#2 Understanding & Measuring Corporate Culture

By Terry Thompson and Jason Kipps

In our last article, we wrote about my company’s need to improve corporate culture in order to maximize the long-term potential of our competitive advantage.  But what is corporate culture, why is it important, and how do you measure it?

Definition of corporate culture

There are many definitions. The one that makes the most sense to us is “the specific collection of values and norms that are shared by people and groups in an organization and that control the way they interact with each other and with stakeholders (i.e. customers) outside the organization.”

Importance of corporate culture

The above definition essentially means that corporate culture affects the way you and your employees behave towards each other and towards customers and suppliers.  Good corporate culture promotes good behaviour and results in highly productive, happy employees with low turnover.  It also brings about loyal customers that value the services/products that your company provides – all of which maximize the fun and profits of your organization.  Many industrial research studies prove this theory. These studies show that without a doubt, the quality of corporate culture is directly linked to the performance of an organization.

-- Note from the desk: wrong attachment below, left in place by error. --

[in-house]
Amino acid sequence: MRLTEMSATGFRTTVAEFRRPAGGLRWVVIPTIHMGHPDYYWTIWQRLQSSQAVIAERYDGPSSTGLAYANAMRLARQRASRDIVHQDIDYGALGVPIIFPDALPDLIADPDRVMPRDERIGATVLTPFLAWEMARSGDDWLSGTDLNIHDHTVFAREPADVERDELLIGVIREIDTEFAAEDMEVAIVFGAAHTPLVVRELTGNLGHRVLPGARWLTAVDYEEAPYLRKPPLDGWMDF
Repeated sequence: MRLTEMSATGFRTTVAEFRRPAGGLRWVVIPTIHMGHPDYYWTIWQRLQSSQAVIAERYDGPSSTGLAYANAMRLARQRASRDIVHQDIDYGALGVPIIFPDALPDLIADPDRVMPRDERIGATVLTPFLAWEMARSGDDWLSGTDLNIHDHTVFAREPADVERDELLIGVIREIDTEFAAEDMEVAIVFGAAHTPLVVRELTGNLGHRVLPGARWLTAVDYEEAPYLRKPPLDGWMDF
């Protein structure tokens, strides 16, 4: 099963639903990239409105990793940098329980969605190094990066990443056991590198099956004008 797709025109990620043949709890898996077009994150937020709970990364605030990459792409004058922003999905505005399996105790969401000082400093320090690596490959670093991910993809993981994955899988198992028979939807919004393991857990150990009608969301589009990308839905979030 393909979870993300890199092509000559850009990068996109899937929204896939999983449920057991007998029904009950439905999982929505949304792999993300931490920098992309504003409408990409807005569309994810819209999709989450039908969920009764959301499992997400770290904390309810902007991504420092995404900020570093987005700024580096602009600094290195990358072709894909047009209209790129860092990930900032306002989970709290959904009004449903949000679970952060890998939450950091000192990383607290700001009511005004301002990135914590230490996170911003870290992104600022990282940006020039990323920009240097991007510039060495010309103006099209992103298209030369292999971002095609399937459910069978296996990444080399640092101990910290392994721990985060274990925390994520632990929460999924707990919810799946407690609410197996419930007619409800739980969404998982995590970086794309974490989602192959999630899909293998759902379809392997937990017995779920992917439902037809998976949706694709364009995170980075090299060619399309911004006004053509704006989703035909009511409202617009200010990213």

How to measure corporate culture

The best way is to conduct:

  1. A customer survey and
  2. An employee survey

These surveys will provide you with measures of customer satisfaction and employee engagement – two critical components of a positive corporate culture and solid corporate performance.

Caution: Don’t open a can of worms you are unwilling to close! Do not commit to a survey and to collecting the input of your employees unless you are committed to taking action and doing something with the results. Doing nothing with the results will erode the trust and morale of your employees. Our recommendation is to plan a strategic planning session and to commit to taking action on the results of the survey before initiating it. Leveraging this in your communications and in your invitation to employees to participate in the survey will help get greater levels of participation and more robust data.

There are a number of organizations that can be hired to measure your customer and employee satisfaction.  We would be happy to direct you to some industry leaders in this area.

What is an engaged employee? To us, this is someone that:

  1. Is intellectually and emotionally bound with the organization
  2. Feels passionately about its goals
  3. Is committed to live by its values
  4. Gives 100% and is willing to put in discretionary effort

Our next articles will identify the priority areas that we addressed to build a great corporate culture and in doing so provide further evidence that it is the cornerstone to corporate (and personal) success. Fortunately they are not as complicated as you may think.

Should you have any questions or feedback regarding the content of this article please email us at Terry Thompson at tesh@shaw.ca  or  Jason Kipps JasonKipps@gmail.com  ©

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